25 Jun Let’s Talk… Farm Diversification (Holiday Lets)
One of the subjects most talked about in the farming world, especially as Brexit rears its ugly head, is diversification. You want ideas, you want to talk to people who have done it and you want to know how to go about it.
Diversification is definitely the front runner when it comes to putting the farm to other uses and so we’ve teamed up with holidaycottages.co.uk to explain all you need to know if you’re thinking about taking that leap!
Farm Diversification: A Cottage Industry
Believe it or not, farm diversification has actually been a successful strategy for farming families for many, many years. Making the most of the produce at their fingertips through crafts or clever processing in order to produce cheese or hand-knitted jumpers for example, has not only significantly bolstered their piggy banks, it has also given farmers and their families an exciting opportunity to share their work and lives with the wider public.
In recent years, the diversification ‘net’ has been cast wider and more creatively than ever before, opening up entirely new opportunities and income streams to explore.
Farm Diversification sounds a bit boring. What exactly is it?
In fact, the question should be, what isn’t it? Farm diversification takes many forms, some of which you’re sure to be familiar with, others are, well, a bit out there (one of our favourites is hosting a nudist camp)!
Don’t go throwing off the threads just yet though. There are plenty more, shall we say, modest ways to attract an extra income, without laying it all bare.
Setting up an on-site farm shop, becoming a licensed wedding venue, offering cooking and baking classes, introducing unusual livestock such as alpacas (for wool and trekking) and utilising outbuildings and land for alternative purposes are just a handful of the diversification strategies being employed by UK farmers.
Whilst all forms of diversification should be considered, we’re going to concentrate on how holiday letting can be a good use of your outbuildings and land. Did you know,DEFRA recently revealed that letting properties for non-agricultural use can earn on average an additional £17,400 per year, per farm. That surely makes this a venture worth considering, right?
What’s the big deal about staying on a farm?
It’s no secret that people love the romanticised idea of the ‘farm experience’. They picture themselves cuddling fluffy little lambs as the children gambol about in the fields, sipping bubbly as the sun sinks down behind golden arable fields. Things you enjoy yourself on a daily basis of course…
Therefore it’s no great surprise that experiential travel is a holiday trend on the rise, with holiday-makers keen to spend their precious time away from the daily grind participating in ‘hands-on experiences’ to create rich, evocative memories for themselves and their children. Whilst living on a working farm may be day-to-day normal life for many of you, the thrill of collecting eggs, or waking up surrounded by nature and listening to the sound of animals in a field nearby should not be underestimated, and ‘working farm holidays’ are hugely appealing to many.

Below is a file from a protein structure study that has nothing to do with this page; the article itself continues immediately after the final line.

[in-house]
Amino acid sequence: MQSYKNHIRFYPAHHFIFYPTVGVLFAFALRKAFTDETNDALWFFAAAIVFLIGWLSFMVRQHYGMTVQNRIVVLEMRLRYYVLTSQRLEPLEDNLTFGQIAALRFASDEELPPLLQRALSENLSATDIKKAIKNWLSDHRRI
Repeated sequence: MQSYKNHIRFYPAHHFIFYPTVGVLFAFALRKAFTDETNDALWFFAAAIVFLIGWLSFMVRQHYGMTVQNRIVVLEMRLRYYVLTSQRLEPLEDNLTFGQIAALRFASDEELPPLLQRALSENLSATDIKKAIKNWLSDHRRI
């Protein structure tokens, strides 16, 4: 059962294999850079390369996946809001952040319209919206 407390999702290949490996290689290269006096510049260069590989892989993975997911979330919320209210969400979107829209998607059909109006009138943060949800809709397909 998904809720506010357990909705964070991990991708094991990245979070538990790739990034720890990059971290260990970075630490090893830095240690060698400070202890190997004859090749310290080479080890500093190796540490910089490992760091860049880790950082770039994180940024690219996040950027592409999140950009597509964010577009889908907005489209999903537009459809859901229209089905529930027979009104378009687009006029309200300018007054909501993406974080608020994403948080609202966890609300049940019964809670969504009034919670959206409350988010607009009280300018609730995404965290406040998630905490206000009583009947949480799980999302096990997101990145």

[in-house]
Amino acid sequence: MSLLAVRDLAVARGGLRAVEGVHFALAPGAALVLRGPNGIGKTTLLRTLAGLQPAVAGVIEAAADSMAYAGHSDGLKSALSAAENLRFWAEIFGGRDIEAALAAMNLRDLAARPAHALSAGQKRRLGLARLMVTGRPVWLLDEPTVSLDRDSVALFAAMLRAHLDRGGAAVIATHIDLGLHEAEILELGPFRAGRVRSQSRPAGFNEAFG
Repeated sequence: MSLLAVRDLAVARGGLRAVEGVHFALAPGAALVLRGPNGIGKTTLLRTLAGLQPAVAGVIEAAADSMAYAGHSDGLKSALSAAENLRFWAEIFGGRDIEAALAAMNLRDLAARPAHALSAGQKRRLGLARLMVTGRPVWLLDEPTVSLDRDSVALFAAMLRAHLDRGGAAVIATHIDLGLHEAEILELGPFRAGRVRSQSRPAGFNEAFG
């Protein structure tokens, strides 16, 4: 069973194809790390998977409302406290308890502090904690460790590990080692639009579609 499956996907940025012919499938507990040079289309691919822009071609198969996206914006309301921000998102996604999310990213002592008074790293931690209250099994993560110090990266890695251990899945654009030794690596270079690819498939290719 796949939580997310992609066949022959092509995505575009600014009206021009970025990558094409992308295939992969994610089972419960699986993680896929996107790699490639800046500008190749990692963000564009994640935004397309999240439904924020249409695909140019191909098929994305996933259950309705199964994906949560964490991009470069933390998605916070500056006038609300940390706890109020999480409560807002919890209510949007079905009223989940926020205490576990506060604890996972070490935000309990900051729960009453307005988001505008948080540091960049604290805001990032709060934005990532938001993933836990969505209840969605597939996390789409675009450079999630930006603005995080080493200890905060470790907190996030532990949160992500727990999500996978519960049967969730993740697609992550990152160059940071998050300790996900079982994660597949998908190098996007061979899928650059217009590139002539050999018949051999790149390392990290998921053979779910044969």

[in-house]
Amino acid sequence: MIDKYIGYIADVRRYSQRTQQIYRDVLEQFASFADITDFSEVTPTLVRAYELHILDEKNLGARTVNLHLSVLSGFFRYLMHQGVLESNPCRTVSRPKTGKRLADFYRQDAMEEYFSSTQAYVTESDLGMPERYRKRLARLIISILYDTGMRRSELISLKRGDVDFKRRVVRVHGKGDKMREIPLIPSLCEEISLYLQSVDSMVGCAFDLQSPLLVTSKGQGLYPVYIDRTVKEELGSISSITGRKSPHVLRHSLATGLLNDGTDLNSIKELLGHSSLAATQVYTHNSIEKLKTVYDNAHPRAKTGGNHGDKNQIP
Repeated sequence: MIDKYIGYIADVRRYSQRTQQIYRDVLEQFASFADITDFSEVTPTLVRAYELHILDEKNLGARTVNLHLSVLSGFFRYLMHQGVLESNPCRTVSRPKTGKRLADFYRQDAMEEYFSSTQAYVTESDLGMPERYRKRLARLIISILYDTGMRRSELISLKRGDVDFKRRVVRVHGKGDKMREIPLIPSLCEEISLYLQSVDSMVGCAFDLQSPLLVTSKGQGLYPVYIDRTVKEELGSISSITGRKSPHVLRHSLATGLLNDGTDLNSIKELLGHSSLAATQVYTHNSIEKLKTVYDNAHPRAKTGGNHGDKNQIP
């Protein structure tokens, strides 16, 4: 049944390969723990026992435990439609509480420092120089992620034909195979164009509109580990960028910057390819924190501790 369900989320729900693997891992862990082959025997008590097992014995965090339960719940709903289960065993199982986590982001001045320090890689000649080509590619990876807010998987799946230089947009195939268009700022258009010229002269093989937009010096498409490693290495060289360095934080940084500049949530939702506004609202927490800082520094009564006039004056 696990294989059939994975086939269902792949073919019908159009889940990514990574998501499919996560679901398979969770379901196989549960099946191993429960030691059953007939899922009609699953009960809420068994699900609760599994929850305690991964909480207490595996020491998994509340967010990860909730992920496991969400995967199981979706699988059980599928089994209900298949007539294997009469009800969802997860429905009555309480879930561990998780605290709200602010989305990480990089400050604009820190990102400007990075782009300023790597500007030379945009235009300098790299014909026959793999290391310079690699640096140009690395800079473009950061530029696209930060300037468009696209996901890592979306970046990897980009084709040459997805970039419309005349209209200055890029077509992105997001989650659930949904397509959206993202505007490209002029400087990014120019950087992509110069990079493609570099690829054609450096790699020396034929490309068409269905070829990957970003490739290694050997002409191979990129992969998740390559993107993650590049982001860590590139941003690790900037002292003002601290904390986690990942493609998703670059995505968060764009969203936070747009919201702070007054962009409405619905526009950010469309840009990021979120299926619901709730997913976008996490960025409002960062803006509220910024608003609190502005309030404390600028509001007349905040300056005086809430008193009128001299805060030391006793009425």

How do I get started?
Ok, perhaps we’re jumping the gun a bit. That old barn over yonder is far from habitable right now, even the chickens give it a wide berth for fear of falling debris. So where to start?
Of course, the first hurdle (as with all great ideas) is simply getting started. Weighing up the risks, rewards and setting aside a realistic budget to get the project off the ground is an essential step to a successful lettings business.
For advice with the calculations, the knowledgeable experts at holidaycottages.co.uk would be more than happy to help, even before you’ve evacuated the old troughs from the dilapidated barns! They can estimate projected booking figures and help decide on the best route for your unique situation. Once you’re up and running they can also help with pricing, continually analysing the performance of your new holiday let to ensure your pricing is hitting the ‘sweet spot’ – where your revenue expectations meet your guests’ expectations in terms of location, size and quality. However, ask them to help you muck out the horses and they might not be so keen to help!
Location pays a huge part in the success of a holiday let, and those properties closest to tourist hotspots will always find themselves with the best occupancy rates and able to charge a premium. There are some truly beautiful parts of the UK, but if they’re not commonly considered holiday destinations, you may not attract a high number of bookings initially. But fear not, even if your farm is tucked away in a remote part of the UK, cornering the market with a unique offering might mean a letting business could still be an option for you.
Does size really matter?